He's in the Rock and Roll Hall of Fame, the Blues Foundation Hall of Fame and the R&B Music Hall of Fame. In 2011, he was voted No. 6 on the list of 100 greatest guitarists of all time in Rolling Stone magazine. He has won countless Grammies and myriad other awards in his 89 years. He has opened blues clubs in several cities around the U.S.
He is a legend. He is B.B. King. And I've never cared for him.
So I found it odd that last night I dreamt that I was given a chance to play one of his old guitars. I was in a museum of some sort, and the guy giving me a tour took a guitar off the wall and handed it to me. He never spoke, but somehow I knew this beat-up Gibson with just the top three strings once belonged to the man born Riley B. King in a cabin on a cotton plantation in Berclair, Mississippi.
My father-in-law, who is a huge blues fan and certainly a man who likes B.B. King, was in the dream. He stood next to me as I tried to emulate King's style of string bending solo work. I sounded pretty awful; let's blame it on the old, hardened strings and warped fretboard.
Don't get me wrong: I acknowledge that King is a giant of the blues. I don't dislike him. I like this video with U2:
He seems like a gentle, humble man. I'm sure if I were given the chance to sit down with him, I'd be entertained for hours by his stories. I bet he pours a nice shot of whiskey.
My disregard for him dates back to the 1980's.
As a guy who'd always liked music, and who played guitar starting in 8th grade, I was aware of King. My older brother, Steve, was into blues music a bit, so maybe he played some of King's music for me.
One summer day when I was either a senior in high school or a freshman or sophomore in college, I saw King at a free concert in Hartford's Bushnell Park. I went with my best friend, Andy, and my brother and his buddy, Jimmy.
Growing up in a rural suburb 10 miles north of Hartford, I didn't get into the city much, except to see bands including Rush and The Police at the civic center, and Whalers games once in a while. So the idea of going to a free outdoor concert appealed to me.
Andy is also a guitarist. He and I spent a lot of time during high school and college jamming and listening to records. I don't believe he was into the blues much, but he certainly was up for going to see a blues legend.
We stood fairly close to the stage as King and his band played. After a few songs, Andy and I realized that while King certainly had his own style and flair for soloing, his backup guitarist was a better technical player. I have no idea who the guy was, and conducting a Google search for "B.B. King band members 1980s" didn't get me any closer to knowing.
We watched a bit more but found it boring. Andy and I kept joking that all King did was bend a few strings, while the guy behind him was the real star. "That guy should be up front!" we told each other as we walked away from the stage.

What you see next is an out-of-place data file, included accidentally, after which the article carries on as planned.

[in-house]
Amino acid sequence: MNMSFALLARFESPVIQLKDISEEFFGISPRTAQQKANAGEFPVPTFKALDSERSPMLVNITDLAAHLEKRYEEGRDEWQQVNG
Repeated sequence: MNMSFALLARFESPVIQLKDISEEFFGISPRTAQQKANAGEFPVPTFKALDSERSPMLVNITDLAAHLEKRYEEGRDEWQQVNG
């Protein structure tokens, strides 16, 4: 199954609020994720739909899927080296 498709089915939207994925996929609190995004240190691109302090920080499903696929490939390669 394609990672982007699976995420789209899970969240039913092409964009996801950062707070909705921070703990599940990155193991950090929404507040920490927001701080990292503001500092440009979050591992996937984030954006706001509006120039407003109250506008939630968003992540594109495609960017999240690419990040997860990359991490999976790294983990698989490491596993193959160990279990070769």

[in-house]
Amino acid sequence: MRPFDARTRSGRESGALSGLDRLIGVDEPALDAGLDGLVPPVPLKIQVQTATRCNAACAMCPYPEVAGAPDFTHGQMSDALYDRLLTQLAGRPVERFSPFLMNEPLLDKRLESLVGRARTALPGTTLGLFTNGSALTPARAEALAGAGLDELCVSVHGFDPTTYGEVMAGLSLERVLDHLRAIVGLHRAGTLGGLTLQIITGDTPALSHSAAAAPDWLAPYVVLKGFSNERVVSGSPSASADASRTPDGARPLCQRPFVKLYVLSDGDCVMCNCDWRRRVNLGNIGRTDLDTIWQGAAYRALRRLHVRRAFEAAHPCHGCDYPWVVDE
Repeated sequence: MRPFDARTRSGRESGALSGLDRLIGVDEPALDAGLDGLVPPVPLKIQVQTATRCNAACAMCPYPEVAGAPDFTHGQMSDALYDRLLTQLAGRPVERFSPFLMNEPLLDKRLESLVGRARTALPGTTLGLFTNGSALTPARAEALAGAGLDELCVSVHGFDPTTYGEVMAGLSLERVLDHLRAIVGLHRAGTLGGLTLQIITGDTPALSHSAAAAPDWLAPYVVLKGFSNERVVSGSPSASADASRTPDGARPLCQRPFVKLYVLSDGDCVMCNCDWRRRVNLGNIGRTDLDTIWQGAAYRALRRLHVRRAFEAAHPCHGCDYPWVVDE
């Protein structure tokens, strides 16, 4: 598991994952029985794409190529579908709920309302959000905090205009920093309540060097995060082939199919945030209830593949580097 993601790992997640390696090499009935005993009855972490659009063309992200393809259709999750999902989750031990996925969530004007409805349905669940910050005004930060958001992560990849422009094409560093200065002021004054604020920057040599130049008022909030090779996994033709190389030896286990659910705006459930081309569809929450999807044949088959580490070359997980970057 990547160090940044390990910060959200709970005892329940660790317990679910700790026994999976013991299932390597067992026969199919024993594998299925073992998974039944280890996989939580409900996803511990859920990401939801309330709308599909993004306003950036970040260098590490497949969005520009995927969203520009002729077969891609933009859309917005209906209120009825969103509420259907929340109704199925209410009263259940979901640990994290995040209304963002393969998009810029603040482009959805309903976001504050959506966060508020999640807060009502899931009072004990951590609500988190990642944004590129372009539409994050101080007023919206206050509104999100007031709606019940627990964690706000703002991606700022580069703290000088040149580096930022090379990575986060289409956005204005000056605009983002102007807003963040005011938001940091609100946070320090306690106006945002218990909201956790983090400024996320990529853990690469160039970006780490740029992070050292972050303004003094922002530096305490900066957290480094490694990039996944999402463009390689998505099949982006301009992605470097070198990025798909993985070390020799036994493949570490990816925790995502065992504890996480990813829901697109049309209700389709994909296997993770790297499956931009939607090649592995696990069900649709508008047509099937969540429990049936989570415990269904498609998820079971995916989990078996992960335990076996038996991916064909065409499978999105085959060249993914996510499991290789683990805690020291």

Now, if our experience at blues legend B.B. King's concert had ended there, I might've found it easier as the years went by to come around on his music. Perhaps I would've realized that King wasn't famous because he was a fretboard virtuoso, but because he wrote great songs, was a wonderful singer and a charismatic bandleader.
But as Andy and I walked away from the stage, eager to just walk around and enjoy the day, we were accosted by three or four teenagers. They were smart and efficient, somehow separating us from each other before we knew what was going on. Two of them cornered Andy, one of them grabbing his wallet while the other bullied him. A third kid (there might have been a fourth) pounced in front of me, slapped my right front pocket and barked, "What's in there?"
"Huh?" I said.
"Don't play stupid with me!" he yelled. "Gimme your money!"
Before I could react one way or the other, he took off with the rest of them. I walked up to Andy, both of us shaken.
"They stole my money!" he said. "Two bucks!"
I probably didn't have much more than that in my wallet. I imagine our assailants figured a couple of suburban kids would have been flush with cash, maybe be wearing expensive watches. They picked the wrong two guys to assault in that regard. Sure, neither of us did much to defend ourselves, but there wasn't much point with hardly enough money for a couple of cheeseburgers between us.
Do my feelings about B.B. King get mixed in with that memory? I suppose they do. But really it just came down to his guitar playing, and with experiencing a legend at a time in my life when I didn't appreciate music as much as I thought I did. Well, not enough kinds of music. I was into New Wave, punk rock, Southern rock -- rock of just about all kinds. I thought I was cooler than King.
In the ensuing years I've gotten into blues much more than I was back then. Lightnin' Hopkins is my favorite. I also like Junior Kimbrough, R.L. Burnside and Howlin' Wolf.
And I'm putting B.B. King on "Music to buy" alongside the likes of Mary Lou Lord, Azaelia Banks and the Crystal Method. Landing on this list doesn't mean that I'm gonna buy your music, but it means I've found a reason to listen to some stuff and evaluate whether it has a place in my digital library.
After all, how can I ignore a man with such a distinguished history, a cavalcade of accolades and the ability to find his way into my dreams?
Here are a few videos:
This is from a documentary, "B.B. King and Joan Baez in Concert at Sing Sing Prison." Introduced by Jimmy "JJ" Walker.
Here's a more upbeat performance from 40 years ago:
That's the most B.B. King I've watched in my life, right there. I have to say, he's a better guitar player than I recalled. Gonna have to do more than evaluate. Gonna have to buy.